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Questions about the flesh of an animal (especially mammal) used as food.

recommends based on practical experimentation, for steaks: Ideally, no matter how well-done you've cooked your meat, you want to allow it to cool down until the very center has reached 120°F (49°C … improvement in the juice retention. They summarize (original emphasis): So what to do? Curb your enthusiasm and let your meat rest. But not for too long. The most dramatic decrease in moisture loss for …
answered Apr 4 '13 by SAJ14SAJ
Most buffets serve "steamship round" which is whole round, or the top round--because they are relatively inexpensive. I have no experience with the particular restaurant named. However, the question …
answered Nov 21 '12 by SAJ14SAJ
In order to develop browning for a good, deep flavor on the meat, you need a high temperature and a long enough time that having the onions in the pan the entire time would leave them overcooked … . Also, the onions would express water, which would lower the temperature to simmer or steam, preventing the beef from browning. For these reasons, it is common to sear or brown the ground (minced) meat
answered Dec 11 '13 by SAJ14SAJ
It will be safe if the temperature is consistently above 140 F / 63 C, but it is almost certainly a very poor idea from a quality perspective. If the temperature does not stay above 140 F, then you a …
answered May 23 '13 by SAJ14SAJ
of processing, since most of us no longer eat our meat raw from the carcass. There are a number of common ways that meat is processed, after being butchered, some of which are more extreme than …
answered Nov 19 '13 by SAJ14SAJ
Such a sauce should last 3-4 days at least in the refrigerator (based on comparing to Still Tasty's turkey soup or stew category, which is a conservative match; plain spaghetti sauce indicates 7-10 da …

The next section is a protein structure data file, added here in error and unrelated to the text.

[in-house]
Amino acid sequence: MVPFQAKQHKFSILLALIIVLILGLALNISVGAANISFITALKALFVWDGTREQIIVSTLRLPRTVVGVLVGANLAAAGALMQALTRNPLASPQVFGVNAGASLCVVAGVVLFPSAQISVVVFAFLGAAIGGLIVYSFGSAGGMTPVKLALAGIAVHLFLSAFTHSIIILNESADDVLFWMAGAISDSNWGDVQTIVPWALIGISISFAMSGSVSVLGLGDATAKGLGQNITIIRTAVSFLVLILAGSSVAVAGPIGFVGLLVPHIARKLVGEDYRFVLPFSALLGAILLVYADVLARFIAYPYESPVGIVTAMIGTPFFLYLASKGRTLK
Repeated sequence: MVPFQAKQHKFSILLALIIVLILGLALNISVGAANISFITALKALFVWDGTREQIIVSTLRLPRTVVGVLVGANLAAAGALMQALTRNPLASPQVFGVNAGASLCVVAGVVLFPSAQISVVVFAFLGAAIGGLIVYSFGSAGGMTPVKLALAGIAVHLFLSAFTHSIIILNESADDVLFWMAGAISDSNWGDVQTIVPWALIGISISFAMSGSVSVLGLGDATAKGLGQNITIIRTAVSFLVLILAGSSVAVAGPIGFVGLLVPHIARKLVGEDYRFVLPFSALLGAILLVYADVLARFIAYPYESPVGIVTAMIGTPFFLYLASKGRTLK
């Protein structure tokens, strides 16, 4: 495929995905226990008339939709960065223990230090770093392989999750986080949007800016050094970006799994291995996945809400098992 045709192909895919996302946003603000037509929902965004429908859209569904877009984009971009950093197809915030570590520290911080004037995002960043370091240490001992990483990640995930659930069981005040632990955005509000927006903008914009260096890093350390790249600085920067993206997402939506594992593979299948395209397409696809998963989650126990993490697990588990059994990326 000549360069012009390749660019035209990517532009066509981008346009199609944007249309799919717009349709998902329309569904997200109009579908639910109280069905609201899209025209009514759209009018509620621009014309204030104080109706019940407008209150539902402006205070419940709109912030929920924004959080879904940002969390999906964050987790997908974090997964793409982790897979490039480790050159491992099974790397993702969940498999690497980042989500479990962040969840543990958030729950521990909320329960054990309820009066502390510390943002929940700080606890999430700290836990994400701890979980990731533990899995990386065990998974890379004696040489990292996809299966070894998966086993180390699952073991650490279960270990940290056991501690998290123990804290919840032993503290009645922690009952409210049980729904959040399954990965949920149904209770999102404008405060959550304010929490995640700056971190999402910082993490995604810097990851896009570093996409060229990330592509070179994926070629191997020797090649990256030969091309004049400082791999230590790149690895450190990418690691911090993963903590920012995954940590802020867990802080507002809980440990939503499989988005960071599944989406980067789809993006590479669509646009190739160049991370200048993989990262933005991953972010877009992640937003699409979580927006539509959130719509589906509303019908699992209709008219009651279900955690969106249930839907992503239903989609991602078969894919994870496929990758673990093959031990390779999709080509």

answered Jul 1 '13 by SAJ14SAJ
This technique—searing or marking on the grill or stove top, then finishing in an oven—is called pan roasting.
answered Dec 4 '13 by SAJ14SAJ
It sounds as if you have meat that has been cooked past the point of well done, so that all of the proteins as as contracted and tough as they are going to be, without the couner-veiling benefit of …
answered Apr 28 '14 by SAJ14SAJ
You are going to find a considerable variation of quality when re-heating meats or meat dishes, by any method, including the microwave. Much of this depends on what the particular cut of meat … , including the microwave. There should neither be an off texture nor an off smell. For poultry, the dark meat tends to reheat better in these types of meat. Reheat Poorly Simple, fast cooking methods …
answered Oct 18 '13 by SAJ14SAJ
at the higher end of the temperature range. There is no advantage to stewing at the low end of this range, as it would take longer, and the effects that squeeze liquids out of the meat have already … to Douglas Baldwin's site: Prolonged cooking (e.g., braising) has been used to make tough cuts of meat more palatable since ancient times. Indeed, prolonged cooking can more than double the …
answered Jan 22 '13 by SAJ14SAJ
What do you mean by "need"? Will the stew have a deeper, richer, more savory flavor if you brown the meat first? Absolutely yes, due the maillard compounds you alluded to. Is it necessary to brown … the meat before the long braise in the stew for food safety reasons? Not at all. You can cook it unbrowned, and it will be perfectly safe assuming you otherwise practice good food safety: bring it …
answered Jan 21 '13 by SAJ14SAJ
It is perfectly safe to eat (when produced, transported, and so on under sanitary conditions, just like any other edible meat). In some cultures it is considered a delicacy; in others, it is not …
answered Feb 13 '13 by SAJ14SAJ
This would be essentially the same as cooking at a lower temperature. It would also require considerable labor and handling, which is the single scarcest resource in a restaurant kitchen. Modern res …
answered Apr 22 '14 by SAJ14SAJ
In the general case, it is not possible. As you cook meat past about 165 F, all of the proteins will have denatured and contracted, squeezing out moisture. This is what makes well done meat tough … collagen in the meat will turn into gelatin, which has a silky, smooth mouth feel, and the fat will lubricate the meat. They still have their proteins irreversibly dentures and tightened, but the gelatin …
answered May 13 '13 by SAJ14SAJ
hamburger on a flat griddle or in a flat style panini press, with or without raised grooves. Even without the grooves, as the hamburger cooks, it expresses fat and other liquid as the proteins in the meat … proteins have, forcing the fat out of the food. This happens regardless of the angle of the bed. Consider also that it is the contraction of the meat that is important in expressing the fat. If the fat …
answered Jul 6 '13 by SAJ14SAJ

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